Residents in the eastern city of Benghazi, cradle of the revolt that led to the ouster and death of Libyan leader Moammar Gadhafi, headed to the polls Saturday to elect a local council.
"This is a first step in the transition from revolution to state building," Suleiman Zubi, head of the local electoral committee, told AFP.
Benghazi was the birthplace of the February 17, 2011 uprising that put an end to more than four decades of dictatorship in Libya.
"This was long overdue and I am so happy to be living this historic moment," voter Suleiman al-Agury told AFP.
The day was observed as a public holiday and security forces were deployed to all entrances of Benghazi, an AFP journalist said.
The last time the city voted was in 1964 during the reign of King Idris I, whom Gadhafi overthrew in a bloodless coup in 1969.
The now-ruling National Transitional Council used Benghazi as its political and military base last year until rebels seized the capital Tripoli in August.
It is now struggling to control militias across the country and to keep its pledge of holding elections for a constituent assembly by June 19.
In the wake of war and weak state institutions, local councils play a vital role in managing the affairs and security of each city.
There are 414 candidates vying for 41 seats in the council of Benghazi. More than 200,000 citizens registered to vote, according to the local electoral committee.
Residents in the east complain that Gadhafi's regime neglected them and have raised concerns that the new authorities also fail to take them into account.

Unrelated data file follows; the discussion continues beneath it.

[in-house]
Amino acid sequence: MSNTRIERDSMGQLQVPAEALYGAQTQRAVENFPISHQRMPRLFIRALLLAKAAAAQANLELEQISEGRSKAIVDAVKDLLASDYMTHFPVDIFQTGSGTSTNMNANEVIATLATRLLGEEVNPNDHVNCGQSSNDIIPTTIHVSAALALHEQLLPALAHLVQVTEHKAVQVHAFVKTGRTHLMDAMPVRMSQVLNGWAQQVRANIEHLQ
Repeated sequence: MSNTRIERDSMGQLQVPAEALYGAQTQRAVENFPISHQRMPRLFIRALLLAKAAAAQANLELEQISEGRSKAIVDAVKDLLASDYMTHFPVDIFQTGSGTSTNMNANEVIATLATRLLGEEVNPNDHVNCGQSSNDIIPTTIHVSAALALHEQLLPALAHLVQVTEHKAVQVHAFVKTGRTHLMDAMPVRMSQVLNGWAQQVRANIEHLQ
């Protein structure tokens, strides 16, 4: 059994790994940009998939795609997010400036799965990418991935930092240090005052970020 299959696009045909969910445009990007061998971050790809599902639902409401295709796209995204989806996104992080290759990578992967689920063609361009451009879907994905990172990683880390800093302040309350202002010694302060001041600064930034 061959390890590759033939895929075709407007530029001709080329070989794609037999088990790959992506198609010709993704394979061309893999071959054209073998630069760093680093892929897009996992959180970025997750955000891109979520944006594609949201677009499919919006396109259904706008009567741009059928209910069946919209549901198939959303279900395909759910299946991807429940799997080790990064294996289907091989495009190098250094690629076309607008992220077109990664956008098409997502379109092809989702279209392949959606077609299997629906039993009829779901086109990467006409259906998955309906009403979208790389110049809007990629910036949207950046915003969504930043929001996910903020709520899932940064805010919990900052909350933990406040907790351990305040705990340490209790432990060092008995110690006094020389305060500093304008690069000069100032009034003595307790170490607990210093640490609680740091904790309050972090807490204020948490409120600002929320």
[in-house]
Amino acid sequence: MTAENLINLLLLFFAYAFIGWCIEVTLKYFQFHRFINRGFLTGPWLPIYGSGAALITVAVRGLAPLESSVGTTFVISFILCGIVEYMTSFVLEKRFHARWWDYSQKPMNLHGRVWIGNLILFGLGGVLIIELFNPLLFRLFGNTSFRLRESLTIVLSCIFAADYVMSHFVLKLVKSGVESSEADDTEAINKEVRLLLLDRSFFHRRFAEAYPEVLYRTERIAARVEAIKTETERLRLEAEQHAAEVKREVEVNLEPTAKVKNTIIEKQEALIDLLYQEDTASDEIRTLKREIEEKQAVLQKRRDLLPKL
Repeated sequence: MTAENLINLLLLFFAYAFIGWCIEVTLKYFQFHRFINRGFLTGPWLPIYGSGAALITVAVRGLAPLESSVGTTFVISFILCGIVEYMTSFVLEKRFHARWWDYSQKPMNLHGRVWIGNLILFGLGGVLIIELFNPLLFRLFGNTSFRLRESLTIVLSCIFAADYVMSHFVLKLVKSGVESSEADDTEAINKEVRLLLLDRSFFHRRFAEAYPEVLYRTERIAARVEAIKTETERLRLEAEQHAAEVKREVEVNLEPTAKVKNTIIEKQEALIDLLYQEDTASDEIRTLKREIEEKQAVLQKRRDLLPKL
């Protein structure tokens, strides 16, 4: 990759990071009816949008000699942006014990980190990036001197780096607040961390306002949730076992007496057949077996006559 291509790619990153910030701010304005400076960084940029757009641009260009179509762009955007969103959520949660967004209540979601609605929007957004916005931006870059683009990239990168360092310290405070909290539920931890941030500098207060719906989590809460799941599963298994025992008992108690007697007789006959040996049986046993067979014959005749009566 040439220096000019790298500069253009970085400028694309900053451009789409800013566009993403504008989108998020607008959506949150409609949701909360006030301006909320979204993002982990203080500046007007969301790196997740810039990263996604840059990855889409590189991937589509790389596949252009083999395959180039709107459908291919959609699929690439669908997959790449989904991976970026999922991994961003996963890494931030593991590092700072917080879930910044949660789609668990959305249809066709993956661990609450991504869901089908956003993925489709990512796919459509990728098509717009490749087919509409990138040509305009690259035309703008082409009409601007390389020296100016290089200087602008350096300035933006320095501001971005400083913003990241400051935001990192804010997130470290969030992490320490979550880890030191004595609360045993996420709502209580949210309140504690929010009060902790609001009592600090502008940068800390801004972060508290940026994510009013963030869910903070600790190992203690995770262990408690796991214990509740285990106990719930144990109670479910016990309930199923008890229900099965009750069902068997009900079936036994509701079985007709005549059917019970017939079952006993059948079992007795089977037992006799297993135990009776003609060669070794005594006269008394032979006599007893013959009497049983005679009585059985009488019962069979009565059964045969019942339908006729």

A tribal and political faction has emerged clamoring for greater autonomy for the oil-rich east and a return to federalism.
The leaders of that movement have called for a boycott of next month's vote for a 200-seat national assembly.
On Saturday, the movement said it backs Benghazi's poll.
"We are putting our full weight behind this process for the sake of Benghazi, capital of Cyrenaica," said its spokesman Abu Bakr Baira.
Libya was a federal union from 1951 to 1963 under the Western-backed rule of King Idris I, which divided the country into three states -- Cyrenaica in the east, Tripolitania in the west and the Fezzan in the south.
Cyrenaica, which stretches all the way from the Mediterranean coast to the far-flung Sahara desert border with Chad in the south, embraces half of the country's territory and about three-quarters of its vast oil reserves.